"What has been coming out is just a small fraction of what was in the volcano," he said he was told.

Though lava destruction from the volcano is confined to a roughly 10-square-mile (26-sq-km) area, the eruption is hurting the island's tourist-driven economy as potential visitors fear ashfall or volcanic smog belching from Kilauea's summit.

A 4.4 magnitude earthquake at the volcano's summit on Friday prompted County of Hawaii Civil Defense to reassure the island's 200,000 residents that there was no risk of a tsunami.

Year-to date 2018 visitor numbers to the Connecticut-sized island are "trending a little bit lower" than 2017, with the cancellation of some port visits by cruise ships expected to have a $3 million impact, said Ross Birch, head of the island's tourism board on a conference call.

May 23rd 2018

Look at Mount Mayon Right Now

The most active volcano in the Philippines looks utterly terrifying after a day of eruptive activity that prompted the Philippine Institute of Volcanology and Seismology (PHIVOLCS) to ratchet up the warning level to 4. According to authorities, a violent eruption could be imminent.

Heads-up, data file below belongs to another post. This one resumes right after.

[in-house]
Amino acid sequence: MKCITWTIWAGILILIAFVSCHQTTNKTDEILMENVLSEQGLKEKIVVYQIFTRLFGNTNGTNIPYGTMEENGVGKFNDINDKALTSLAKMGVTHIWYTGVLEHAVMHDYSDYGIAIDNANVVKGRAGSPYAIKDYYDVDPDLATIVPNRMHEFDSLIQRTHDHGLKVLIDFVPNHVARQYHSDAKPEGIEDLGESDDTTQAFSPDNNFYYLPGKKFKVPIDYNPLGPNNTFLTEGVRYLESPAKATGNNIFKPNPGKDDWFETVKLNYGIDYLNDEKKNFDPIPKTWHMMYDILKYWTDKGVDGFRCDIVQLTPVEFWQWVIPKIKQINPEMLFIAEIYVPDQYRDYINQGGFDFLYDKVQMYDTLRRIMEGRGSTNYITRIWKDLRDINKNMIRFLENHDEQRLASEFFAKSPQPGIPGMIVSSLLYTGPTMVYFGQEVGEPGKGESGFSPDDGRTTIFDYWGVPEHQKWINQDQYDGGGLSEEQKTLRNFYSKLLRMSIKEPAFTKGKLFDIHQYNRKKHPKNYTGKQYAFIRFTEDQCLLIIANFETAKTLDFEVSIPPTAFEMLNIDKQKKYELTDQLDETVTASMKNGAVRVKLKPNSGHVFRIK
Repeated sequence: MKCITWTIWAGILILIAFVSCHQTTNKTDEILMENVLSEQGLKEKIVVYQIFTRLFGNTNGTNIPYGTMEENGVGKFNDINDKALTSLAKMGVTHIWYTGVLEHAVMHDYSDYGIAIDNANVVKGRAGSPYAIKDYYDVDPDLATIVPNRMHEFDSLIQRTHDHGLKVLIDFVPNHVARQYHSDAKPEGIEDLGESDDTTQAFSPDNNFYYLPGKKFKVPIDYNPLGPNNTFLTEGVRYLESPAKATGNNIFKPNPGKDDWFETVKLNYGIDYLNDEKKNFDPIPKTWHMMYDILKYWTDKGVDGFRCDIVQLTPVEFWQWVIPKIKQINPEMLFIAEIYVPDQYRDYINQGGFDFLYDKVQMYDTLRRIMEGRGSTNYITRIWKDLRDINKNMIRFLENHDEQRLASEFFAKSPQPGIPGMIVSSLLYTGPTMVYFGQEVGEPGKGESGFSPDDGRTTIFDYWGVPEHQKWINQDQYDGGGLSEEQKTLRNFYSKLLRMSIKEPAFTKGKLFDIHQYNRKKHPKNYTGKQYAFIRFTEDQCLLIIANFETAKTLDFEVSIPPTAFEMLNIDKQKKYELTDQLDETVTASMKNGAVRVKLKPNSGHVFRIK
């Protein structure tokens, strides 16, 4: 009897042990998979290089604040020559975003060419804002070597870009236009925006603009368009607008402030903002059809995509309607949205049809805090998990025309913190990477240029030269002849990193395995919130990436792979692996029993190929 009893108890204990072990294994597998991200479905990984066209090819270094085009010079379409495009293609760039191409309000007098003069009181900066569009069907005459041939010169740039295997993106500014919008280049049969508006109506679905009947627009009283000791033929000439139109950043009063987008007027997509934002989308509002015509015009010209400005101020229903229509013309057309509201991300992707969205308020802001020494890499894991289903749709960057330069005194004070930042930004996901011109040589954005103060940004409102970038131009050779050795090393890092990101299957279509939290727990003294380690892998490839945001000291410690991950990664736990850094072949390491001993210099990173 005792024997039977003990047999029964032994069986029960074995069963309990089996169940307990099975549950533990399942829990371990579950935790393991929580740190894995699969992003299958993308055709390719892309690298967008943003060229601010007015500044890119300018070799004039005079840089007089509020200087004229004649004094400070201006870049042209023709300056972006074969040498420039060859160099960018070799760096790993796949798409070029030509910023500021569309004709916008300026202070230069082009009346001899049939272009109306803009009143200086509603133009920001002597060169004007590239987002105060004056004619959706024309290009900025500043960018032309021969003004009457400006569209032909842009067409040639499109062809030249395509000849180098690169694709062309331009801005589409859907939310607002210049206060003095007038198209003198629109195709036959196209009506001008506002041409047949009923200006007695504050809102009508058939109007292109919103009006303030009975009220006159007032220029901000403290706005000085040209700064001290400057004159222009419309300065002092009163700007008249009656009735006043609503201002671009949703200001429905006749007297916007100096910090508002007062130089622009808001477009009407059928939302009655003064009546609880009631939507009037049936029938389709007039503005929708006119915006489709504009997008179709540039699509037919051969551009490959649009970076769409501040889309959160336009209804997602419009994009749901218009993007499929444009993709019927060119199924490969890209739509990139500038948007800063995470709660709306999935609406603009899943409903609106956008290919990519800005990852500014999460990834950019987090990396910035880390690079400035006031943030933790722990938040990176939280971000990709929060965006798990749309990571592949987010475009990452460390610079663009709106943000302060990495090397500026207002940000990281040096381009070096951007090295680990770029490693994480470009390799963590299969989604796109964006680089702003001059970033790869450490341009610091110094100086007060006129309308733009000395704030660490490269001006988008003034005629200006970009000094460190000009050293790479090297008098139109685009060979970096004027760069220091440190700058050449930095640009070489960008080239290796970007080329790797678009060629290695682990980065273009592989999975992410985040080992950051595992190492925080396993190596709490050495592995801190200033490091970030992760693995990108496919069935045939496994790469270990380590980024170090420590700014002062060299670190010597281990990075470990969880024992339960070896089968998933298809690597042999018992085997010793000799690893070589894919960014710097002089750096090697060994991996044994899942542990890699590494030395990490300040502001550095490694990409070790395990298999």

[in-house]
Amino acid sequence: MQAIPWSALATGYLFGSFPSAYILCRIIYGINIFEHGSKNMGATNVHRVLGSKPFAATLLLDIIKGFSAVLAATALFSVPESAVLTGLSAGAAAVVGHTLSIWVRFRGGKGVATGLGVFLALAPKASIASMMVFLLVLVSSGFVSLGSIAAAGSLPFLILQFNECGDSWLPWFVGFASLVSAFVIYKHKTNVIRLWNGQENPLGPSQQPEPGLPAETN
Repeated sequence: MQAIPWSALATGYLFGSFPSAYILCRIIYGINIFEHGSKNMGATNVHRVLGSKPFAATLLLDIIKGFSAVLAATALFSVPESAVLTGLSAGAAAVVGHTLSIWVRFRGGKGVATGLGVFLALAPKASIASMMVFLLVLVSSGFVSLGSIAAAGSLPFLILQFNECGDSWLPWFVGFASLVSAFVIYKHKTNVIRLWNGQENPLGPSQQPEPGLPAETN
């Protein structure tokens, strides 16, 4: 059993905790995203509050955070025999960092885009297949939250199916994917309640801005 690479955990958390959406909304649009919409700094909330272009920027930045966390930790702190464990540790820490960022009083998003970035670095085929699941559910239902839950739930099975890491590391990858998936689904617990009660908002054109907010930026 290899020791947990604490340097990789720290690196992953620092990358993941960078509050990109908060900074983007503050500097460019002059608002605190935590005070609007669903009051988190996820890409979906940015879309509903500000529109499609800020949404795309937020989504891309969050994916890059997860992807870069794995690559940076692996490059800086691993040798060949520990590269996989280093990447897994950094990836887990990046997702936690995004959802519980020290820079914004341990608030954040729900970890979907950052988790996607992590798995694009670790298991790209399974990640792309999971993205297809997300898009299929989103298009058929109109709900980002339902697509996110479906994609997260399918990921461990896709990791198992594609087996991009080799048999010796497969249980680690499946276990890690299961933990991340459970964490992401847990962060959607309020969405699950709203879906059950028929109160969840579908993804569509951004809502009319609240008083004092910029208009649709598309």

Mayon Volcano, which has been rumbling since Jan. 13th and started dribbling lava down its flanks early last week, has gotten a lot angrier over the past 48 hours. Per PHIVOLCS, a “dense, five-kilometer tall eruption column was generated by a short-lived phreatomagmatic eruption” at 12:43 pm local time yesterday. In human-speak, that’s an eruption involving both magma and water, generally resulting in the release of steam alongside pyroclastic material (hot, dry masses of ash and rock).

That eruption was followed, several hours later, by five episodes of “intense but sporadic lava fountaining” that reached up to 700 meters (2,300 feet) high and ended around 5:30 am this morning. Earthquakes, tremors, and rockfalls are being recorded all over the volcano.

This uptick in activity is what prompted PHIVOLCS to raise its alert level on the volcano from a 3 (an explosive eruption is possible within weeks) to a 4 (any day now, kids). A larger eruption could involve deadly pyroclastic flows that even Chris Pratt can’t outrun, tall eruption columns, and major ash fall throughout the region. Heavy rainfall could also drive mudflows and trigger landslides, according to the Associated Press.

Filipino authorities are taking no chances. The higher alert level extends the “danger zone” to a radius of 8 kilometers (5 miles) surrounding the volcano. As of Tuesday, the AP reports that more than 56,000 residents had been evacuated to shelters. Aviation authorities are being advised to avoid flying planes anywhere near the volcano’s summit.


May 14th 2018

An 18th fissure began spewing magma on Sunday as officials in Hawaii warned of the possibility for an "explosive eruption" as lava continues to withdraw from the summit lake at Kilauea.

Hawaii's Civil Defense Agency announced an 18th fissure had opened Sunday on private property in the Lanipuna Gardens neighborhood. Overhead video showed homes just a short distance from where the earth had cracked open.